for many statistical tests either because of sample size or lack of convergence of the algorithm or just because there no formal theory to has been forumalted to obtain an exact solution, many p-values are only approximations or, in this case, you an either provide a floor (lower bound) or a ceiling (upper bound) with regards to the range of values the true p-value can be found on. depending on which upper/lower bound you get, your results can be useful or not very informative. for instance, you're doing the K-S test for equality of distributions (in which case SPSS always has the normal as default) and say for, the sake of argument, that you're setting your alpha = .05. if the lower bound is .05 or anything above that then you have somewhat of statistical evidence to claim that your data is normally distributed (failure to reject the null hypothesis)... HOWEVER, if the lower bound is less than .05, you dont really know whether you've rejected the null hypothesis or not because the true p-value could be anywhere between (lower-bound)up to .9999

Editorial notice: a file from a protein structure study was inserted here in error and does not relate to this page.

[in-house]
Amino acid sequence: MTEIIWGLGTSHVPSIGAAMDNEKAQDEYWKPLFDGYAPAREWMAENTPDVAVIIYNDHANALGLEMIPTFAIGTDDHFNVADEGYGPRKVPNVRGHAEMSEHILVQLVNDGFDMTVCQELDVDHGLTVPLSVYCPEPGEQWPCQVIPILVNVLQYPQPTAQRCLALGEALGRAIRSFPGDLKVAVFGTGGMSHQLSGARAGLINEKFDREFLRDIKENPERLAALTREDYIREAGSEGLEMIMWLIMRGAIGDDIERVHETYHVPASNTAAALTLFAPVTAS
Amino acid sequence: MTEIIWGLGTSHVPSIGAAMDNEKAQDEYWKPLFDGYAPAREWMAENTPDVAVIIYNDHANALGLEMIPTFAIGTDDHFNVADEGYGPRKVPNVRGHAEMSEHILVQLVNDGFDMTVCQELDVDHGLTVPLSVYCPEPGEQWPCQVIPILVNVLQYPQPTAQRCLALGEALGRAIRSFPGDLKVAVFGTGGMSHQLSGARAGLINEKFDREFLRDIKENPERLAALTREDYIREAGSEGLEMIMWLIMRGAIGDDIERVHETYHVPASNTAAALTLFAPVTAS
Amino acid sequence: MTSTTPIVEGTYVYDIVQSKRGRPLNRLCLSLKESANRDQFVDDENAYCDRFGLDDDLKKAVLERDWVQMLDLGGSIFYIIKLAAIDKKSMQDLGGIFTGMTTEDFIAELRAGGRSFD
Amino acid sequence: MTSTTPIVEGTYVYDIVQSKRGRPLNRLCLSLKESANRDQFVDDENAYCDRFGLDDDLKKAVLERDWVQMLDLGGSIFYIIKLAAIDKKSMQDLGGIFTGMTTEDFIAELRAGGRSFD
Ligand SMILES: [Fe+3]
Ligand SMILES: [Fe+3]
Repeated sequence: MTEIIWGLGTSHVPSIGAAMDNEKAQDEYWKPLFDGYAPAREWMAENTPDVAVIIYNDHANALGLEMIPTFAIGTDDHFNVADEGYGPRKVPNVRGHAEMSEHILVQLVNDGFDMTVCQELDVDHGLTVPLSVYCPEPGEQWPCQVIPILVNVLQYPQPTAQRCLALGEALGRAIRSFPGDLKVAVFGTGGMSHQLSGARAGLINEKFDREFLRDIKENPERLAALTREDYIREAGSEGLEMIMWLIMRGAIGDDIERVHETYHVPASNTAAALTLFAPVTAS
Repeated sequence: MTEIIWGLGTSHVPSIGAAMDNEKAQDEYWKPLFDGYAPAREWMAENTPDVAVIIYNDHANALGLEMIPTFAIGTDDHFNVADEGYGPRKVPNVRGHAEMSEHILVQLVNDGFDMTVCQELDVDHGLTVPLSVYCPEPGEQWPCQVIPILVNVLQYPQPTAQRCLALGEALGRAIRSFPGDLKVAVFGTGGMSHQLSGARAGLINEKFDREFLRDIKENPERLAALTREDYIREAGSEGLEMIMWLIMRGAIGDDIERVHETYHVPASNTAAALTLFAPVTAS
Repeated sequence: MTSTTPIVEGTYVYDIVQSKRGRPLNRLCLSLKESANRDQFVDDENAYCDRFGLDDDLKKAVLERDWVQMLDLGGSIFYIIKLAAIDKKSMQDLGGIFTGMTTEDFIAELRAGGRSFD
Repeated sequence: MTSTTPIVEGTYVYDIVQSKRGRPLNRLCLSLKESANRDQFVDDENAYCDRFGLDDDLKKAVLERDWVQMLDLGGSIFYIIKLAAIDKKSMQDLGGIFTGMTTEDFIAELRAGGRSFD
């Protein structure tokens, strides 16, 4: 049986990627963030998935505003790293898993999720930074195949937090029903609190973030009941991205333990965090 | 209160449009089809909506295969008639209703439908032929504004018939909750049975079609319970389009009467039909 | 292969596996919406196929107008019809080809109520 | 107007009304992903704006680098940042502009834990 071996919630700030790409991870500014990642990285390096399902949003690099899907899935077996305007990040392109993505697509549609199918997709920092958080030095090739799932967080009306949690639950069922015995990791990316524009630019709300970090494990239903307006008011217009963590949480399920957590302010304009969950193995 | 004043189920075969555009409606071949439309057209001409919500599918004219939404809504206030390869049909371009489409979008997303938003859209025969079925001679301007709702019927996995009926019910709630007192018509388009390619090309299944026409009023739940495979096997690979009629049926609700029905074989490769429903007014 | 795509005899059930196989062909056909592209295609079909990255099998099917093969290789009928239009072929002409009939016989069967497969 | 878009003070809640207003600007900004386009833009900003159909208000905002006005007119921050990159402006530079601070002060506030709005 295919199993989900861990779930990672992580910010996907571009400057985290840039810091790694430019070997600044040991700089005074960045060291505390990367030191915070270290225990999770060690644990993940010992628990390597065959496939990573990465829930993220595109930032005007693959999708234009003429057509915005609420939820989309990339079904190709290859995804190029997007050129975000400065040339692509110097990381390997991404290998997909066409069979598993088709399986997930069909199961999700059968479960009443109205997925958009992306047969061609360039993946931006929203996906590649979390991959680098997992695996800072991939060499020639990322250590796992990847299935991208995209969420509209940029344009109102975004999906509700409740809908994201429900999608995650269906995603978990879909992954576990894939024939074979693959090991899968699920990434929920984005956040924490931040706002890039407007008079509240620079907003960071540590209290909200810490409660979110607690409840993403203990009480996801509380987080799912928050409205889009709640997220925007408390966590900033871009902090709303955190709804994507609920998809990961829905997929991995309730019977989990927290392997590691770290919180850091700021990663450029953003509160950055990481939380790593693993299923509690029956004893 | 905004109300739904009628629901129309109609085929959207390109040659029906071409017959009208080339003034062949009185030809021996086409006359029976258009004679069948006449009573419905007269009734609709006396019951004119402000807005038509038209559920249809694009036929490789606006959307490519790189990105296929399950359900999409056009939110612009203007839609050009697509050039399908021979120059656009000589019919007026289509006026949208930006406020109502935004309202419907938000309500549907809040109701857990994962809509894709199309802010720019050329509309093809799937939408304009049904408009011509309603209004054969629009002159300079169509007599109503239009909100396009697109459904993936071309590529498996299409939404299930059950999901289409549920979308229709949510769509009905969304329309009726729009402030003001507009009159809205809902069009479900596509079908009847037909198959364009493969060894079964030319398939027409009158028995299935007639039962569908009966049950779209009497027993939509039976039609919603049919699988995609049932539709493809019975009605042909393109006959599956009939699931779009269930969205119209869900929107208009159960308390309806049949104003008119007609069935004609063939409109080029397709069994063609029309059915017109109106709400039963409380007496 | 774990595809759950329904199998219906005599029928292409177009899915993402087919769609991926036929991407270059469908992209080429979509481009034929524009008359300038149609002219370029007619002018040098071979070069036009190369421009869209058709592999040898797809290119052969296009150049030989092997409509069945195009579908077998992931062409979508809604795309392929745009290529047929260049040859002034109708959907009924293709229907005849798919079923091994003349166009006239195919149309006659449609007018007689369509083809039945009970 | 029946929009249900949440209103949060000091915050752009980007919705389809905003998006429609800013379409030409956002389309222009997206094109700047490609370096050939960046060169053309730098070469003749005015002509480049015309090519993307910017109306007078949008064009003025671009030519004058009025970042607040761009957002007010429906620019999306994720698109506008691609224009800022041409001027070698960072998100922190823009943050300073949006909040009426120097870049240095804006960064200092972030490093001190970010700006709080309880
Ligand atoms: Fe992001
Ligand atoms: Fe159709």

i've always felt at odds with this "didnt-reject-the-null-hence-i-showed-equality" but almost everybody uses it that way so i guess i'm just gonna have to let it be (for now...)